Public lecture by Michaela Mross
January 9, 2023
The Divinity School is pleased to announce a public lecture by Michaela Mross: "Praising the Patriarchs: Lay Buddhist Choirs in Postwar Sōtō Zen"
Wednesday, February 22, 4:30pm, Common Room
In the 1950s, Sōtō reformers invented a new style of chanting Japanese hymns, which they named Baikaryū (lit., lineage of plum blossoms). Other Buddhist schools had already founded hymn chanting lineages in the early 20th century. When Sōtō reformers tried to rejuvenate their religion after WWII, they used these as models to create their own style of hymn chanting. This practice soon became very popular among lay devotees, especially women. Even today, the annual meeting of the Baikaryū, attended by around 10,000 laypeople, is the largest regular event that the Sōtō Zen school hosts.
This paper examines how different groups of practitioners interpret the practice of hymn chanting. In the official publications of the Baikaryū, clerics promote an “ orthodox” interpretation of singing Buddhist hymns, arguing that the singing is an expression of the realization of buddhahood in the same way as seated meditation. Interviews with lay practitioners suggest that some devotees also interpret the singing through this Sōtō Zen lens but others do not: for some it is a practice offering salvation, for others it offers grief care, and for others it is a form of recreation and leisure providing a social support network. Thus, we find a multitude of views and interpretations that inform the singing of Buddhist hymns, highlighting the multivocality within contemporary Sōtō Zen.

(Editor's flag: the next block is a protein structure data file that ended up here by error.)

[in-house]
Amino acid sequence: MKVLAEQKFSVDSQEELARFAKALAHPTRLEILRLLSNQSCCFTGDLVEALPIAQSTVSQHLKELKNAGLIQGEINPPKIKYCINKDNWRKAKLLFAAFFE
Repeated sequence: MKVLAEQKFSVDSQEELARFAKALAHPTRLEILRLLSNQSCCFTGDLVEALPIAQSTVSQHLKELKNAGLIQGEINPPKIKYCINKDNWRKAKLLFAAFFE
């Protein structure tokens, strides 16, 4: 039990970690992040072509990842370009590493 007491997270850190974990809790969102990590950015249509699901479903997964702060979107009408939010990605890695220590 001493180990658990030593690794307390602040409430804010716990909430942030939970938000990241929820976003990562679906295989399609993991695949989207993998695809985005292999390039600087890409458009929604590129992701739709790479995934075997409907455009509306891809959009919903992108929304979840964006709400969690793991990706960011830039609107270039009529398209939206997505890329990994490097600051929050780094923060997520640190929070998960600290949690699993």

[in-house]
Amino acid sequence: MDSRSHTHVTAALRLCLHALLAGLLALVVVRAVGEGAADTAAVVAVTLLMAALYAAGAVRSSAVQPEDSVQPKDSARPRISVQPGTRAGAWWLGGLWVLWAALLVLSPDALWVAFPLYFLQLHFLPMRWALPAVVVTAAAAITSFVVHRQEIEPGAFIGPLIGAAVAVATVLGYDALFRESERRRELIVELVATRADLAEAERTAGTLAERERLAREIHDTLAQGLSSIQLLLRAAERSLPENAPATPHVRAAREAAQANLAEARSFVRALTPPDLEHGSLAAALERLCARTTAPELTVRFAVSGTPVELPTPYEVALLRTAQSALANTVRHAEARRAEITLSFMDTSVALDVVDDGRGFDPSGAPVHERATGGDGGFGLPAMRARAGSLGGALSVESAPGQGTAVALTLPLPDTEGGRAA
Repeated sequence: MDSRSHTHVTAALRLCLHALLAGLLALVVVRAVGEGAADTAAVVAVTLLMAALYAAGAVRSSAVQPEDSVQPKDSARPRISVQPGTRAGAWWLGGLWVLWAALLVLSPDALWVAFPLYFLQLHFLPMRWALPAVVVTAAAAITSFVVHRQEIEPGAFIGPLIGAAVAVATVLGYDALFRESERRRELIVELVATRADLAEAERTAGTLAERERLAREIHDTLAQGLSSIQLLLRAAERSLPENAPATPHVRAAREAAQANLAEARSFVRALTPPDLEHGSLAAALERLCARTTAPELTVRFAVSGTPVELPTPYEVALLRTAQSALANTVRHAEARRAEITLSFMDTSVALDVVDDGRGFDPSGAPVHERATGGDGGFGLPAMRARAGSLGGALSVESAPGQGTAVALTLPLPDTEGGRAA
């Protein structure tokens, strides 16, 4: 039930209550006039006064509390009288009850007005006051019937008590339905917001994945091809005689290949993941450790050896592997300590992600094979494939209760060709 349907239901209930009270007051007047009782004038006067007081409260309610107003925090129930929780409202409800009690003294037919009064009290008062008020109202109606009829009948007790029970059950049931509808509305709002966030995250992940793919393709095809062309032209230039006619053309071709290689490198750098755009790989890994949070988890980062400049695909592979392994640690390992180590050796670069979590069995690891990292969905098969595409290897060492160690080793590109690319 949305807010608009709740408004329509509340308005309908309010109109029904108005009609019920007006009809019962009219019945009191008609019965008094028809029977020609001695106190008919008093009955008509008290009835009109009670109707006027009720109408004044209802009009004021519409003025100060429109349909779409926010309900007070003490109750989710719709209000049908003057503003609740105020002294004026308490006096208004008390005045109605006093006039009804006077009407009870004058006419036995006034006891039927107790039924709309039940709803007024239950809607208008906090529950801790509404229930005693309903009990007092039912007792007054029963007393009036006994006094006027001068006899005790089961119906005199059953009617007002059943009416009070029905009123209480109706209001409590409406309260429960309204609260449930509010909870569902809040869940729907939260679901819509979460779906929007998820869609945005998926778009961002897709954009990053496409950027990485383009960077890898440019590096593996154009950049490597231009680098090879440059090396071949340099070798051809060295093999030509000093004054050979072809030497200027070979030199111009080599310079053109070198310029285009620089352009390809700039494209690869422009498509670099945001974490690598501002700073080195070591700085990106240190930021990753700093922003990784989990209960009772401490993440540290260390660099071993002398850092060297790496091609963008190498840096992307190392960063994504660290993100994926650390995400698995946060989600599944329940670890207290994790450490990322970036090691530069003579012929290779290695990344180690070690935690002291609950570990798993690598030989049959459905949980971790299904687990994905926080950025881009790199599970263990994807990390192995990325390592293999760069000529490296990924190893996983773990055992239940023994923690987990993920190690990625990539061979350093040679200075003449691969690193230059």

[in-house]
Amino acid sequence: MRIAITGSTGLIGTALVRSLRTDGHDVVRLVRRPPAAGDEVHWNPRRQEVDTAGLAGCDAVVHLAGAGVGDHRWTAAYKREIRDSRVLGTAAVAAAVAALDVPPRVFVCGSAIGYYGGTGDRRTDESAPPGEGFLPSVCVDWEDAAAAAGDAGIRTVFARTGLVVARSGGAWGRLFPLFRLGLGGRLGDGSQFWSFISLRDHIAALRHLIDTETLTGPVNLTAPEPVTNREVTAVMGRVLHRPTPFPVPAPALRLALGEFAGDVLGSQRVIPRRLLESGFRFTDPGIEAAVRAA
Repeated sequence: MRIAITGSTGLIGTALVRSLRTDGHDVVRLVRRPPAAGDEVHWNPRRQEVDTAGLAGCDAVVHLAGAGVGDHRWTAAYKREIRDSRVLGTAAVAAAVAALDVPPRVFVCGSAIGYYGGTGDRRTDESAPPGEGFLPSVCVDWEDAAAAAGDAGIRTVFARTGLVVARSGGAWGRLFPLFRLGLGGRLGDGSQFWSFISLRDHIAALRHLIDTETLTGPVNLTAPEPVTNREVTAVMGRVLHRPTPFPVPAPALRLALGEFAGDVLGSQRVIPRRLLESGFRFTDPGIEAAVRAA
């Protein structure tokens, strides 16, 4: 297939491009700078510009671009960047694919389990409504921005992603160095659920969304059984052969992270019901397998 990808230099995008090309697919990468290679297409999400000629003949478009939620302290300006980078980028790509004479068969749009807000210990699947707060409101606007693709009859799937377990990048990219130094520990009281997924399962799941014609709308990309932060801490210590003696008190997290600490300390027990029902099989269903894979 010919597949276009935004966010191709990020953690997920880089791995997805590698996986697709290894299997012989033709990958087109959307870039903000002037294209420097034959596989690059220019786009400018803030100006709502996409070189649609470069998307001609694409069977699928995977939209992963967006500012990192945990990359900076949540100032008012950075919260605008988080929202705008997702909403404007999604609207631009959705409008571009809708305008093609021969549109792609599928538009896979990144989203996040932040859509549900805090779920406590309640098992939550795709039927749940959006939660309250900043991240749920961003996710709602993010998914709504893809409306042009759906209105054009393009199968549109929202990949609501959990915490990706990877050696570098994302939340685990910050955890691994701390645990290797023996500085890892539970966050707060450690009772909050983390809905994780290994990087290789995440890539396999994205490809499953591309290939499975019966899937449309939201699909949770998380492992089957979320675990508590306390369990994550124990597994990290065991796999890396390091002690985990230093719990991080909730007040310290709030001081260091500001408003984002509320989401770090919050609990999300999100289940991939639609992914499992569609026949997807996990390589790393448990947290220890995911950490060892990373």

Michaela Mross is assistant professor of Religious Studies at Stanford University. She specializes in Japanese Buddhism, with a particular emphasis on Sōtō Zen, Buddhist rituals, sacred music, as well as manuscript and print culture in premodern Japan. Her first book, Memory, Music, Manuscripts: The Ritual Dynamics of Kōshiki in Japanese Sōtō Zen (University of Hawai’i Press, 2022) explores the history and performance practice of the kōshiki rituals performed exclusively by clerics and suggests that we need to understand Zen as an embodied practice with a rich sonic dimension. She is currently working on a monograph on vernacular hymns and lay Buddhist choirs in contemporary Sōtō Zen.